The biggest consequence of the proliferation of OTC derivatives trading in the past decade and especially of the use of credit derivatives was that it increased complexity while at the same time bringing – in very opaque ways – the different parts of the financial system closer together, thus strengthening ties of interconnectedness. According to the EU Commission, “the characteristics of OTC derivative markets – the private nature of contracting with limited public information, the complex web of mutual dependence, the difficulties of understanding the nature and level of risks – increases uncertainty in times of market stress and accordingly poses risks to financial stability” (EU Commission Communication 2009). Furthermore, risks from the use of CDSs was exacerbated by the fact that financial institutions are normally lenders and borrowers at the same time, a situation that prevented the taking of offsetting action to limit exposure “because of concerns about counterparty credit risk” (Brunnermeier 2008).

However, the systemic risks created by derivatives trading are not a “black swan,” i.e., an extremely rare and thus virtually unpredictable event (Taleb 2007). In fact, they have materialized with worrying regularity since derivatives trading became a mainstream market activity (for example, the troubles of Long Term Capital Management in 1998 and the systemic risks posed by its inability to unwind its derivatives positions). On the other hand, margin requirements tend to be insufficient to stem systemic instability. Margin calls will only necessitate further asset sales and thus further depreciation of traded assets’ value (Brunnermeier 2008), assuming that a liquid market exists with willing buyers of such assets.

None of the above findings exonerates the derivatives industry from its obvious responsibility for deliberately creating highly complex financial instruments whose value could not be calculated. Yet the increased interconnectedness created by complex derivatives such as credit default swaps was more the by-product of mindless conglomeration and resulting balance sheet homogenization that reduced the resilience of the financial system and increased interconnectedness and less because of the use of the specific instruments per se. Regulators and senior bank management did not heed the threats to systemic stability involved in the use of derivatives to lay off credit risk. And, while short-termism and limited understanding is responsible for the attitude of the latter, the former proved to be victims of their quasi-religious belief in the correcting powers of the invisible hand. How this would make systemic risk disappear remains a mystery. Equally puzzling is regulators’ lack of alertness to the risks posed by increasing interconnectedness created by derivatives trading. Given the total lack of transparency characterizing credit derivatives markets and the absence of a global register of claims against financial institutions, regulators should have been put at the highest state of alarm long before the second phase of the global financial crisis in September 2008, when these became evident even to lay observers.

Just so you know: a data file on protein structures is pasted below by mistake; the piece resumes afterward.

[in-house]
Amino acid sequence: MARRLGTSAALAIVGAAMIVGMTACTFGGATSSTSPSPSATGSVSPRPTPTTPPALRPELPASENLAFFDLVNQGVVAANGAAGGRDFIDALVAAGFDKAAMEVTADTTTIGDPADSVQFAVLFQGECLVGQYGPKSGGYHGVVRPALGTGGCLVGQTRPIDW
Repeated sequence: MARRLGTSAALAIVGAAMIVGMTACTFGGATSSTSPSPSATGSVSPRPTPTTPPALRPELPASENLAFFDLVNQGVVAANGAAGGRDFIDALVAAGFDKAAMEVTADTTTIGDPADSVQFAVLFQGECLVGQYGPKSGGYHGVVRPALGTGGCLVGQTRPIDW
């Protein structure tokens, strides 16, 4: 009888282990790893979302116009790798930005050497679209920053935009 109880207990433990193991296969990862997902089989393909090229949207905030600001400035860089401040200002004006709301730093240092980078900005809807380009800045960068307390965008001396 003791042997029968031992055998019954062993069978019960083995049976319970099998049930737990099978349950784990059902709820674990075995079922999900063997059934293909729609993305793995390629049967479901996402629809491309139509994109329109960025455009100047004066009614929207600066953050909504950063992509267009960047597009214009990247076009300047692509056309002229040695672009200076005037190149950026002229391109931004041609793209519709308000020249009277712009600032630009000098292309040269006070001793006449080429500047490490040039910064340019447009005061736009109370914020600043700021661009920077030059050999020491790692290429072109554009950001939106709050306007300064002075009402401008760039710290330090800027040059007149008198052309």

Proposed Remedies
The central point of the preceding analysis was that the flawed use of complex derivatives was a by-product of other developments, such as unrestrained financial liberalization and conglomeration, and of global macro-economic conditions. Also, excessive maturity transformation and risk arbitrage was partly the industry’s fault (motivated by greed and focused on short-term profit) and partly the result of flawed and incomprehensive capital adequacy regulations. Assuming that the above reflect a broader consensus, it becomes much easier to devise appropriate reforms to protect systemic stability for financial innovation without unduly stifling the industry’s creativity. Arguably, three reforms of varying intensity would suffice to resolve the financial innovation versus systemic stability dilemma.

The first reform relates to the regulators’ establishment of central counterparty facilities for the clearing and settlement of OTC derivatives transactions (establishment much prized by the EU and U.S. regulators) (EU Commission Communication 2009, U.S. Treasury 2009a, b). Centralized clearing for OTC derivatives trading would enhance the transparency of these markets and greatly increase the resilience of the global financial system/network (Haldane 2009, EU Commission 2009, U.S. Treasury 2009a).

The second remedy would be to reconsider network robustness and especially the impact of conglomeration, namely to consider whether a change to the structure of the financial network is feasible, beneficial, and desirable (Haldane 2009). As a first step, regulators could place limits to what kind of exposures mainstream savings and loans institutions could have to derivatives markets or to institutions whose main source of revenue is derived from speculation in derivatives markets, such as hedge funds. This approach would incrementally lead to deconglomeration. This would also be the direct outcome of the G20 resolution to bring the shadow banking activities of regulated institutions under regulatory oversight. Also, this complex and expensive exercise is, in fact, no more arbitrary than assigning risk ratios to trading book assets for capital adequacy purposes and it would benefit the financial services industry and its customers in more than one way. First, it would enhance competition, as banking markets would inevitably become more contestable and less oligopolistic in the absence of today’s mega-banks. Second, it would safeguard systemic stability through the forced decoupling/dehomogenization of big banks’ balance sheets, increasing the system’s resilience. It is, thus, unfortunate that only Mervyn King, the governor of the Bank of England, seems to seriously discuss the benefits of deconglomeration in the financial services industry. [1]